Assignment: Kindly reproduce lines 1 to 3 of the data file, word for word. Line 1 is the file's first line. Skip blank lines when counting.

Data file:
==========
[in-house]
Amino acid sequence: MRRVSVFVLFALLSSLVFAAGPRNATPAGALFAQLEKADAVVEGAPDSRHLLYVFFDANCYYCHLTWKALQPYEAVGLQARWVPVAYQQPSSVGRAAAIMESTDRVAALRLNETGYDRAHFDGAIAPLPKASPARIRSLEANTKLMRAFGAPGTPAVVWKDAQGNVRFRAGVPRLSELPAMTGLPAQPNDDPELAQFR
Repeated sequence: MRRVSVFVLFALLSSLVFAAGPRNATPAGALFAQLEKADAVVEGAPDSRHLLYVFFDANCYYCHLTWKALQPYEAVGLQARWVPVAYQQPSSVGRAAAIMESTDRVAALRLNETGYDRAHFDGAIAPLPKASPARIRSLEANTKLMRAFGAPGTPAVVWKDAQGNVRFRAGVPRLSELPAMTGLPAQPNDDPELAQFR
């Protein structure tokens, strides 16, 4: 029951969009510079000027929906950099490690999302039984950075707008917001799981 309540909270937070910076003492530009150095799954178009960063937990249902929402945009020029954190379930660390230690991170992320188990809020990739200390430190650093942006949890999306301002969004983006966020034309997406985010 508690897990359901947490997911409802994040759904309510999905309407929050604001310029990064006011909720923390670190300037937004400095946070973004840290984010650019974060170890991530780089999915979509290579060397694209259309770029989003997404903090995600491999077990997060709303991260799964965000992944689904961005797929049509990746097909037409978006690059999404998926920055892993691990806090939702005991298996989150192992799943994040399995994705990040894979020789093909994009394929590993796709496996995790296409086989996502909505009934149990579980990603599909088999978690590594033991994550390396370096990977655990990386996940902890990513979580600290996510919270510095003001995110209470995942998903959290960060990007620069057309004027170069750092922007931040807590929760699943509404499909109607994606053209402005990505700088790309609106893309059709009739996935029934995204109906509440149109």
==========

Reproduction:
[in-house]
Amino acid sequence: MRRVSVFVLFALLSSLVFAAGPRNATPAGALFAQLEKADAVVEGAPDSRHLLYVFFDANCYYCHLTWKALQPYEAVGLQARWVPVAYQQPSSVGRAAAIMESTDRVAALRLNETGYDRAHFDGAIAPLPKASPARIRSLEANTKLMRAFGAPGTPAVVWKDAQGNVRFRAGVPRLSELPAMTGLPAQPNDDPELAQFR
Repeated sequence: MRRVSVFVLFALLSSLVFAAGPRNATPAGALFAQLEKADAVVEGAPDSRHLLYVFFDANCYYCHLTWKALQPYEAVGLQARWVPVAYQQPSSVGRAAAIMESTDRVAALRLNETGYDRAHFDGAIAPLPKASPARIRSLEANTKLMRAFGAPGTPAVVWKDAQGNVRFRAGVPRLSELPAMTGLPAQPNDDPELAQFR